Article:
The nearly million-strong, militantly Jeffersonian, Campaign for Liberty — the classical liberal counterpart to MoveOn.org — is using the occasion to press for an audit of the Fed as championed in the Senate by Sen. Rand Paul (R-Ky).
Meanwhile, the House of Representatives is calling for a Congressional commission to study the real world effect of various Fed policies over its century-long history. This may be more pragmatical — yet no less incisive. Both previous Congressionally-impelled monetary reforms were impelled by a commission. The Centennial Monetary Commission, HR 1176, sponsored by Joint Economic Committee Chairman Kevin Brady (R-TX), continues to pick up momentum.
The Commission is the right vehicle at the right time. As reported here last month, the Conservative Action Project, and about 40 of its civic leaders, praised this legislation as one if its “critical agenda items” in one of its Memos for the Movement. Full text, with most signatories (including this columnist), reproduced at Conservative Patriot.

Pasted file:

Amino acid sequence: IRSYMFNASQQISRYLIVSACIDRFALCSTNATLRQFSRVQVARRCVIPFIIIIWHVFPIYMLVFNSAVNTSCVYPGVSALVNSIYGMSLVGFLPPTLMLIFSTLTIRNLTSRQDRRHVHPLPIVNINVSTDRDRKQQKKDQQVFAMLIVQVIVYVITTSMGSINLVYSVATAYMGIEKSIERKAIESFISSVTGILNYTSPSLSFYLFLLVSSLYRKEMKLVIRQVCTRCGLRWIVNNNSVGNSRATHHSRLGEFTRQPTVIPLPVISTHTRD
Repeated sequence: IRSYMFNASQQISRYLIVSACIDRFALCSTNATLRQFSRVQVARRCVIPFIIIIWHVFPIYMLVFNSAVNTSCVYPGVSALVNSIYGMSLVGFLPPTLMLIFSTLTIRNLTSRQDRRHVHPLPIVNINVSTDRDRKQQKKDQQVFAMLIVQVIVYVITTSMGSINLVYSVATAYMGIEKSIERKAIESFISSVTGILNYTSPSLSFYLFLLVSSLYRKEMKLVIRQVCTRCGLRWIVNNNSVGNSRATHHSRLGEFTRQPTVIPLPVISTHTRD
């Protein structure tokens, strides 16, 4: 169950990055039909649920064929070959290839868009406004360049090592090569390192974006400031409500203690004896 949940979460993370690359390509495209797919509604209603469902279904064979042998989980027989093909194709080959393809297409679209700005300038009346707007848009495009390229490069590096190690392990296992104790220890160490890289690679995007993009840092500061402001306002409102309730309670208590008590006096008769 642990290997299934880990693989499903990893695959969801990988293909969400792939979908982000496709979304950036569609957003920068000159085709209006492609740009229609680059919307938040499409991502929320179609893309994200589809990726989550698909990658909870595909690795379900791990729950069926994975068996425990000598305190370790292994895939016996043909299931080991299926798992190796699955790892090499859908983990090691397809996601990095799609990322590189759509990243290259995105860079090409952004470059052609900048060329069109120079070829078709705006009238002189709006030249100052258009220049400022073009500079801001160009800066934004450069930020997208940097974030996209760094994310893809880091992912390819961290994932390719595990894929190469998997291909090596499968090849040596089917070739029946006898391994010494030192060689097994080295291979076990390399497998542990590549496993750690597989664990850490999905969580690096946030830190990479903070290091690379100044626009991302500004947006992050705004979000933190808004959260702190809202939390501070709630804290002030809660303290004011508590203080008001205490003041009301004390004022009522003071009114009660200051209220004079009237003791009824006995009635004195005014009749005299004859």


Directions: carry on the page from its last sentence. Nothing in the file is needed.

In the short space of three weeks since this watershed development Washington’s most Congressionally-influential center-right policy institute, and one of the most justifiably respected, the Heritage Foundation, has weighed in. Important endorsements also have appeared in the Orange County Register and in the New York Post. Rep. Todd Rokita [R-IN4] has added a 26th co-sponsorship.
The Centennial Monetary Commission calls for a bipartisan, bicameral, commission. It contemplates an empirical assessment of the outcomes of various monetary policies engaged by the Federal Reserve System. It is not an exercise in Fed bashing. It is an exercise in objective empiricism.